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    How Fantasia Film Festival Has Fostered a New Generation of Genre Filmmakers

    July 16, 2017

July 16, 2017

How Fantasia Film Festival Has Fostered a New Generation of Genre Filmmakers


When Philippe McKie was seven years old in 1996, his cinephile father took him to a screening of the Japanese anime “The End of Evangelian” at the very first edition of the Fantasia International Film Festival in Montreal. “It blew my mind,” said McKie in a recent interview. “It created this love for international cinema — and this love for Japanese cinema.”

That passion continued through his teen years, as he continued watching movies at the three-week genre festival and eventually went to film school at Montreal’s Mel-Hoppenheim School of Cinema, before leaving the city to make movies in Japan. Now he’s back in an entirely new context, as a filmmaker with two short films in competition, both made abroad. “It hasn’t even fully dawned on me that I’m part of it now,” he said.

“I know the programmers by reputation but it’s my first time being a part of the fest. I’m meeting these guys for the first time as a filmmaker, so they don’t know, but to me, it’s really special.”

McKie’s experience is a variation on a familiar story in Quebec’s growing genre scene, which Fantasia has fostered for more than two decades. Supported by the province’s cultural SODEC in addition to Telefilm Canada and Creative Europe, Fantasia hosts some 150 features and 300 short films, in addition to the growing genre market Frontières, now in its fifth year.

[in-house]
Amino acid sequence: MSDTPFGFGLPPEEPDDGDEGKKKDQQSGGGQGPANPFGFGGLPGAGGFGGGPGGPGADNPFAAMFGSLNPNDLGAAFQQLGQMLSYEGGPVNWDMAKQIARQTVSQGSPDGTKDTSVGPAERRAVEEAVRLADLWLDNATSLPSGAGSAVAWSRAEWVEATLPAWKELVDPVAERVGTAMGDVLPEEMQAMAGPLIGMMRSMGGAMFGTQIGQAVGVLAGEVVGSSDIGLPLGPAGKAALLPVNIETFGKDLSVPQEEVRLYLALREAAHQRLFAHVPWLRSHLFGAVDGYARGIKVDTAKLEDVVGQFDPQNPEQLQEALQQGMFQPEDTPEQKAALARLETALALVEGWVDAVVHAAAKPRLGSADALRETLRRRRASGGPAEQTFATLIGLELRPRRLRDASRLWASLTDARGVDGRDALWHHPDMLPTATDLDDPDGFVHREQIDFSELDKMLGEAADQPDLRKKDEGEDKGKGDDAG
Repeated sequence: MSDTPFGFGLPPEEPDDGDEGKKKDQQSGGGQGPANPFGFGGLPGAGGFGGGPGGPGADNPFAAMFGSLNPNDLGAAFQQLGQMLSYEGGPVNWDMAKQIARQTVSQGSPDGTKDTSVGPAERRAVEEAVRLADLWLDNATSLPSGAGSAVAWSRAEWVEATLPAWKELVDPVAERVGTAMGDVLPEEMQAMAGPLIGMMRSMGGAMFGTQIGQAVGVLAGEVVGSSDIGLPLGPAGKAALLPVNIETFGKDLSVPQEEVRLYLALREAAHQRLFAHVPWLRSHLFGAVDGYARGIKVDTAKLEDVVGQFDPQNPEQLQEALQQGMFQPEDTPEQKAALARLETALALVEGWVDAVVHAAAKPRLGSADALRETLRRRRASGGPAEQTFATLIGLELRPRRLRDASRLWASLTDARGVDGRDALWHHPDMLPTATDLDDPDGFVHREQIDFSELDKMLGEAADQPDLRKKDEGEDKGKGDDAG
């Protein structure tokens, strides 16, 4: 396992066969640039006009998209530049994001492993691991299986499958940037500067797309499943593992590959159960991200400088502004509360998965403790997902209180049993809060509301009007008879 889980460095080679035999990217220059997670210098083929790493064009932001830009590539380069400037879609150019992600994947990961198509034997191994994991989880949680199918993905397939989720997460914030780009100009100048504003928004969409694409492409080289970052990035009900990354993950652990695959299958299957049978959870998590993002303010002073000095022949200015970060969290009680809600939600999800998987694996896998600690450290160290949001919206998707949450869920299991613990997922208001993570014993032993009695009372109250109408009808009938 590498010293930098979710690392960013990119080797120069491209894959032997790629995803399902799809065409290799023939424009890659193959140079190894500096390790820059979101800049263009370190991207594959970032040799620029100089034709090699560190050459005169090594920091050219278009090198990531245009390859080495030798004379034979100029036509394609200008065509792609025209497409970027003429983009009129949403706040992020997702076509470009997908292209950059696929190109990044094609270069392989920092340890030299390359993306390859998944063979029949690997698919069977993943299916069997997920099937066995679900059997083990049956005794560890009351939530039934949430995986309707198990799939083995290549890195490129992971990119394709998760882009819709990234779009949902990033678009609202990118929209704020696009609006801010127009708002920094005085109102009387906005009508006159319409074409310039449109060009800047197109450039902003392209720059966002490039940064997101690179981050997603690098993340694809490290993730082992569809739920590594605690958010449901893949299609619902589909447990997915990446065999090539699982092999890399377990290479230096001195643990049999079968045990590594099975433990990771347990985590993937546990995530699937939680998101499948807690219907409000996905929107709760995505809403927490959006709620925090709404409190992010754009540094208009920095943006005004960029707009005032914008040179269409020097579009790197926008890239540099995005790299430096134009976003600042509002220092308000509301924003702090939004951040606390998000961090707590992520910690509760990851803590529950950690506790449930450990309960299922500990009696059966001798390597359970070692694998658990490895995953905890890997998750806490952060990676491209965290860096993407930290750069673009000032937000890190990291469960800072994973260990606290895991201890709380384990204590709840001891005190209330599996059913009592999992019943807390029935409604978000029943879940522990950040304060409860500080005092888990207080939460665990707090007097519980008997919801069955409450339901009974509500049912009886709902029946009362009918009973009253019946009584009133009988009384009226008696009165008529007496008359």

“There’s definitely an institutional openness to genre that we’re seeing develop,” said Lindsay Peters, the festival’s market and industry director. “It’s taken a long time, but it’s looking positive now.”

McKie’s two shorts in the lineup collectively speak to the expansive nature of Fantasia’s programming strategy: “Breaker” is a cyber-punk thriller set in dystopian Japan, while “Be My First” is an erotic drama about a young woman on an enigmatic mission to lose her virginity. He was clearly enthusiastic to be back at the festival that inspired his burgeoning career. “I think this city is really funky,” he said. “You’ve got this clash of cultures, the whole French-English clash, but it’s also a very artistic city. People are very open. I’m really thankful that I can be from here. It’s always going to be a part of my identity.”

Phillipe McKie

Phillipe McKie

Whereas many film festivals see their local talent move on, Fantasia’s specific focus on genre films has led many filmmakers like McKie to keep coming back to the festival — and, in other cases, stay put. Each of the festival’s three weekends contains a different short film section featuring work by Quebecois directors. One of these is Ariane Louis-Seize, whose wordless 19-minute short “The Wild Skin” revolves around the peculiar experiences of a young woman who discovers a python in her apartment and undergoes a strange erotic experience as a result.